Is there a stagnation in the economy?

Is there a stagnation in the economy?

Co Cio and Co responsible for SYZ AM multiactive

The vicissitudes of the geopolitical landscape, dominated by commercial warfare, have occupied the minds of investors in recent months. At the same time, the economic growth indicators of Europe and Japan have fallen below expectations, which were inflated after an exceptionally good 2017. Moreover, the US type curve has continued to folds and could be invested over the next 6-12 months, which in the past meant that a recession would occur in a period of between six months and one year.
On the positive side, overall growth remains acceptable

The best stretch of the recovery and growth of the US economy has been left behind, and thus in the future there will be a recession or at least a moderation of growth or stagnation. But it is still too early to rush to move that forecast into our portfolios. Moreover, the incipient signs of growth stabilization in the rest of the developed economies are comforting. The picture is more heterogeneous in emerging markets, but we also anticipate that it will be improved from now on, as the US dollar should stabilize and the Federal Reserve’s adjustment is already discounted for the near future.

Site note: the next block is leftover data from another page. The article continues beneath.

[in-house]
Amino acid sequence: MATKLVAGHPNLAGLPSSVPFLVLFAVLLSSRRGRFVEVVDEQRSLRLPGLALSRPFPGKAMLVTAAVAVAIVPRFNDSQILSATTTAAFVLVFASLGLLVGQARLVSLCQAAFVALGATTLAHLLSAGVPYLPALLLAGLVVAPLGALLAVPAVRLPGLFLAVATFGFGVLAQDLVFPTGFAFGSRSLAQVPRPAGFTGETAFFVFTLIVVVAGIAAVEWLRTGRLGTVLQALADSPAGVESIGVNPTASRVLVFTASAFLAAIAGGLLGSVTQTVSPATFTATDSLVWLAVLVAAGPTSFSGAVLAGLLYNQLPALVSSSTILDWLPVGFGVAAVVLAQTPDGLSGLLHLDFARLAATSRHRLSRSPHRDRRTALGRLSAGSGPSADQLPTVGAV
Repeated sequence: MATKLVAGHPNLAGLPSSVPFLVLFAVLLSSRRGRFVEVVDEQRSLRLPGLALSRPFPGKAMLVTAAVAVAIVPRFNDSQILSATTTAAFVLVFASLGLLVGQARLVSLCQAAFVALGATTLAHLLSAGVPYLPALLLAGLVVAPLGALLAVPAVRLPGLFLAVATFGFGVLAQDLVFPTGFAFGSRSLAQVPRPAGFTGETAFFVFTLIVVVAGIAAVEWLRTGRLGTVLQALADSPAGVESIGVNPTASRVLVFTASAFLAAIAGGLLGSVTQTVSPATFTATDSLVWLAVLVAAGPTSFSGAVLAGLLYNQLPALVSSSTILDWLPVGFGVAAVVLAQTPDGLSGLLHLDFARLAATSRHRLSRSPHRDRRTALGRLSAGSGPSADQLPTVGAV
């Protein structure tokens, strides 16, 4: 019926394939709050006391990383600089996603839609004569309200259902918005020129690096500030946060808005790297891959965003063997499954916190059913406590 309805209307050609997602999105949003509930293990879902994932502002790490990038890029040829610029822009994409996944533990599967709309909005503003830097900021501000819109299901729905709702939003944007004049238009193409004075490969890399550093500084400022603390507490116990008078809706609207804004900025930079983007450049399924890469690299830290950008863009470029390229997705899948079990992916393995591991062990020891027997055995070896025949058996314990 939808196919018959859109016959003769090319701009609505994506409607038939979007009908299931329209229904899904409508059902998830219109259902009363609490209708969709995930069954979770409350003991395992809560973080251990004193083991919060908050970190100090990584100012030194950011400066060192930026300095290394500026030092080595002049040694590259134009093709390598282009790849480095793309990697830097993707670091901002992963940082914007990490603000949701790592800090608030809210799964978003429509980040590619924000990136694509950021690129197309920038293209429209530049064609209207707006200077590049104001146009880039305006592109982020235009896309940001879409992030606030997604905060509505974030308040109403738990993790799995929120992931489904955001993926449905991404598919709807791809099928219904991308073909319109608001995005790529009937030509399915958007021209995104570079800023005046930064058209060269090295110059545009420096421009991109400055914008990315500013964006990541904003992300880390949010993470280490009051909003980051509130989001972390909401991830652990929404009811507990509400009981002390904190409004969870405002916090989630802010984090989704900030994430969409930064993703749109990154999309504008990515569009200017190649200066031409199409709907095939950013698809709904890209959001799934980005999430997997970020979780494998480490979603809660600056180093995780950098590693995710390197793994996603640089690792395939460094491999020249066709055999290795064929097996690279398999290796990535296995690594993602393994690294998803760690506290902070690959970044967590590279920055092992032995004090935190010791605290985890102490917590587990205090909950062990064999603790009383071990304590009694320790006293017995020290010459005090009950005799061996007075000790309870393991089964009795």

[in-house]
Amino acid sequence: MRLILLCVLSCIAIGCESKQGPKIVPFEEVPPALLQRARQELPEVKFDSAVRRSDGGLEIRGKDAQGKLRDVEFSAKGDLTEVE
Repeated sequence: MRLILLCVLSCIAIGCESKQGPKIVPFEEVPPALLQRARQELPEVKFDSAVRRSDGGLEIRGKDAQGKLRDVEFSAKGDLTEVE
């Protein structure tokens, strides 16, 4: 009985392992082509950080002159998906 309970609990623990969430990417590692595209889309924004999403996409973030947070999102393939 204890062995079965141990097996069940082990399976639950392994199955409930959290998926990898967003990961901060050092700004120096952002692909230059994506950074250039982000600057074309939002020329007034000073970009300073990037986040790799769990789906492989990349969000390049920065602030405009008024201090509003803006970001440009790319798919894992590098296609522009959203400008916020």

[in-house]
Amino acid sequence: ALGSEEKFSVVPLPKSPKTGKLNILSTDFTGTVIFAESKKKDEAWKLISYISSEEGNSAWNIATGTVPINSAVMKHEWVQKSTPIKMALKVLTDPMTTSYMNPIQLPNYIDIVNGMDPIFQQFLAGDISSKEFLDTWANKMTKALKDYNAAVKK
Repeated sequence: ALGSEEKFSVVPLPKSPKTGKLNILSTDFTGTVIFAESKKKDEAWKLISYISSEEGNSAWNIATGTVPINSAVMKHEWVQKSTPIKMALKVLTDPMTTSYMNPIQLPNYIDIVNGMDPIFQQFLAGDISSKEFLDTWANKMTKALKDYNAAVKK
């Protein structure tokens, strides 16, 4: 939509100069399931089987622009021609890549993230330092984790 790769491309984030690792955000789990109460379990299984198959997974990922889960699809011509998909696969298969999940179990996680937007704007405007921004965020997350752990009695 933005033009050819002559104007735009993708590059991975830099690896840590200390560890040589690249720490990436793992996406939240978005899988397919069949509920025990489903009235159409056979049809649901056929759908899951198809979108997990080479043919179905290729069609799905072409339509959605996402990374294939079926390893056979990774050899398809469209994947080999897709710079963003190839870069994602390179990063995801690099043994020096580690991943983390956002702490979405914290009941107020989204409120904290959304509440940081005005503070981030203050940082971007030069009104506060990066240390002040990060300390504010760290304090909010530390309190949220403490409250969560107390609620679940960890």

On the positive side, overall growth remains acceptable, inflation behaves well, and, except in the case of the Fed, the monetary policy of major central banks remains clearly accommodative. China’s slowdown is under control, and its government has swung towards a policy of easing monetary and budgetary stimulus and a weaker yuan. The second quarter business results season in the United States began with a strong tone, as the banks announced huge stock repurchase programs, and the country’s stock valuations, very expensive at the beginning of the year with the best approach that is given by the starting an s corp, now seem to approach A fair value. The corporate debt, especially the European high-yield and investment-grade, has also been cheaper in recent months.
Stock market positioning in favor of the US and European corporate debt

At a juncture where inflation is still not problematic, financial conditions remain lax and growth does not clash, we have maintained a favorable stance on risk and a slight aversion to duration (the path of minor Resistance for interest rates is still the bull. However, in order to cover in some way our favorable risk positioning in the face of the possible escalation of a commercial war impossible to predict or quantify, our geographical positioning is clearly biased in favor of the USA and avoids a Strong sectoral bias on a global scale. In fixed-income, a little more European corporate debt (or at least a relative overweight with respect to the US) seems a good way to recognize European growth.

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